Workers' rights to sue over workplace accidents are severly
restricted by workers compensation schemes across the country.
Statutes like the Workers Compensation Act of BC provide
workers with access to an insurance scheme that does not depend on
finding fault or the ability of the employer to pay for a workplace
injury, illness or death. But in exchange, workers cannot sue the
employer or other workers. That has been described as the
"historic trade-off" and the Supreme Court of Canada
recently re-affirmed the principle.
The Ryan brothers were drowned when their fishing vessel
Marine Services had designed and built the vessel.
The Ryan brothers were not employees of Marine Services, but
they were workers covered by the Newfoundland and Labrador
Workplace Health, Safety and Compensation Act.
Their widows and dependents received compensation under that
Their estates also sued Marine Services and one of its
employees for negligence in the design and construction of the
Marine Services and its employee argued they could not be sued
because of the "historic trade-off" by which the workers
compensation legislation prohibited a lawsuit over a workplace
death. The Supreme Court of Canada agreed:
The WHSCA replaces the tort
action for negligence with compensation. As such, it is distinct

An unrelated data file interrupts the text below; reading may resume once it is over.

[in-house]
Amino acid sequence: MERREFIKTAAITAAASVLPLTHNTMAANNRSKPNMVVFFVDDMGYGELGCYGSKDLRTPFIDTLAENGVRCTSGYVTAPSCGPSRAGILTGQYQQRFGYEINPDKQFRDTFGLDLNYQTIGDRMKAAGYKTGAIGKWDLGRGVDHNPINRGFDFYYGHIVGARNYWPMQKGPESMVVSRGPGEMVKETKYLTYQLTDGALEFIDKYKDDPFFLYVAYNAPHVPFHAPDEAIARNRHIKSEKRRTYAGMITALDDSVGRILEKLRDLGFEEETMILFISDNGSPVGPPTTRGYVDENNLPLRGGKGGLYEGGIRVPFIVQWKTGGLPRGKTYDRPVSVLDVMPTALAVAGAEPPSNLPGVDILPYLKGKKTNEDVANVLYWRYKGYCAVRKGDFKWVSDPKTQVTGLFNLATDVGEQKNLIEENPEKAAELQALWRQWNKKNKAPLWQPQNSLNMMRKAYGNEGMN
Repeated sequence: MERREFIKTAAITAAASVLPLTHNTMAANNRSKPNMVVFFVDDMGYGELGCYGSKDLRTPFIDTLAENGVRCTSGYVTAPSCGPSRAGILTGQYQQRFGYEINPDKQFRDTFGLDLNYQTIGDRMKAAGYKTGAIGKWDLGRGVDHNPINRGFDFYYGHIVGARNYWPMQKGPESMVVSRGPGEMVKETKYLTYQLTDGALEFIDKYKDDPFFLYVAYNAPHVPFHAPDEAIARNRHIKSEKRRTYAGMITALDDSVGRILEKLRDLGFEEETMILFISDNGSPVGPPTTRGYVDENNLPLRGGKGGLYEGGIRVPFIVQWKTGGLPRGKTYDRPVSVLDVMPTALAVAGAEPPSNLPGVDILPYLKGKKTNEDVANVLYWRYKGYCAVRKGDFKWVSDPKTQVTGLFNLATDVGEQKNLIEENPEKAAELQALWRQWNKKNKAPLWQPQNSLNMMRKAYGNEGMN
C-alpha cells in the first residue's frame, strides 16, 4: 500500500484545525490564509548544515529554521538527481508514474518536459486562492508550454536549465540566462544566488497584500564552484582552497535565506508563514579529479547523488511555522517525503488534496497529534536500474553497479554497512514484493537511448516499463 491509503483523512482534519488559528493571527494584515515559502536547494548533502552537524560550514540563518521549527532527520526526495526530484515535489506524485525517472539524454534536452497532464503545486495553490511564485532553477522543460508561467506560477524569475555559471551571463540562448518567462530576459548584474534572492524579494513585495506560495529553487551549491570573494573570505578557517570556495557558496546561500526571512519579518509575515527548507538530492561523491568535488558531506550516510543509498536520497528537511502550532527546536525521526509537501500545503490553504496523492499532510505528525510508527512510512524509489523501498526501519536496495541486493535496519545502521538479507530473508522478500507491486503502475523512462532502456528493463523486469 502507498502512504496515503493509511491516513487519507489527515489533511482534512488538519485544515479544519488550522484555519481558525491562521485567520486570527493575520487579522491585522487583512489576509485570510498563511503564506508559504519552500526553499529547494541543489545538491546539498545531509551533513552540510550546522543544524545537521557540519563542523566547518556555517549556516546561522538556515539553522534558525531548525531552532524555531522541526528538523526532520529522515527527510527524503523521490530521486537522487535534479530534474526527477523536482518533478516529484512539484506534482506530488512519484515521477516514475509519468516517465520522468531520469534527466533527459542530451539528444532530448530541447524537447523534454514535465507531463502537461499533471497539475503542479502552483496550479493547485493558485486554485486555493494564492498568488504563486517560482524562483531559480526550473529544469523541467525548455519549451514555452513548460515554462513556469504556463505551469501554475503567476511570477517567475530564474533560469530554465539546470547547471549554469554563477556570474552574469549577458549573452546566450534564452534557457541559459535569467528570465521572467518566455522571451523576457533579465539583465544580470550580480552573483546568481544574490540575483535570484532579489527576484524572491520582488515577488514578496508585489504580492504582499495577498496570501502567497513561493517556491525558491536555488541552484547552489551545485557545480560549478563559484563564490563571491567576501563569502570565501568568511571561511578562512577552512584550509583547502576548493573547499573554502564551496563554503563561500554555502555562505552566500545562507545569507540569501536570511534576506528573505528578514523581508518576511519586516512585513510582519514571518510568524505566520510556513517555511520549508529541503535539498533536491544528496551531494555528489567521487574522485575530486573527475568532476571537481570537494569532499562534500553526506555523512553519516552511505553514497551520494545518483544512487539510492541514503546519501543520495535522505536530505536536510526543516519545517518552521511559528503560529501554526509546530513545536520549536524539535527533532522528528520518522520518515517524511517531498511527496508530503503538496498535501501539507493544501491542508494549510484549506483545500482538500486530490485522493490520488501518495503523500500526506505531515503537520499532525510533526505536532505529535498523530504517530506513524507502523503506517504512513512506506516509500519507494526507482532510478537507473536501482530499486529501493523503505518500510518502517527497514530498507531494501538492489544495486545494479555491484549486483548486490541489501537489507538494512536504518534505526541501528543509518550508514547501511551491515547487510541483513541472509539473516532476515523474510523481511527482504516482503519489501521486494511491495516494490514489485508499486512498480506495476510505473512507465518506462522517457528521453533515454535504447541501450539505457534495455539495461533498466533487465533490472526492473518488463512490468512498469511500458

from tort law. Section 44 of the WHSCA provides for the
statutory bar that is at the heart of the "historic
A direct employment relationship did
not exist between the Ryan brothers and Marine Services at the time
of the accident that led to their death. However, the statutory bar
in s. 44 of the WHSCA does not only benefit an
"employer" in a direct employment relationship with the
injured worker. Any employer that contributes to the scheme
(and any worker of such an employer) benefits from the statutory
bar, as long as the worker was injured in the course of
his or her employment and injury "occurred ... in the conduct
of the operations usual in or incidental to the industry carried on
by the employer". [paragraphs 31 and 41; emphasis added.]
The BC Workers Compensation Act has essentially the
same provisions in section 10. Also, as in Newfoundland and
Labrador, the BC Workers Compensation Board is subrogated to the
rights of the worker receiving compensation under the Act. That
means the Board can pursue an action in the name of the worker. But
it should not mean the Board can pursue an action against another
employer or worker covered by the Act.
Every now and then there are challenges to the "historic
trade-off", but the Marine Services case is the
latest affirmation that the principle should hold when an action
over a workplace injury, illness or death is brought against an
employer or worker covered by the workers compensation scheme.
Unfortunately, reasonable accommodation for employees in the workplace continues to be the source of significant litigation and even today we continue to see outrageous examples of employers behaving badly.
A former teacher at Bodwell High School has learned a valuable lesson from the B.C. Human Rights Tribunal— it is not discriminatory for an employer to offer child-related benefits to only employees with children.
We are now beginning to see reported cases involving charges and subsequent fines laid against employers for failing to provide information, instruction and supervision to protect a worker from workplace violence.
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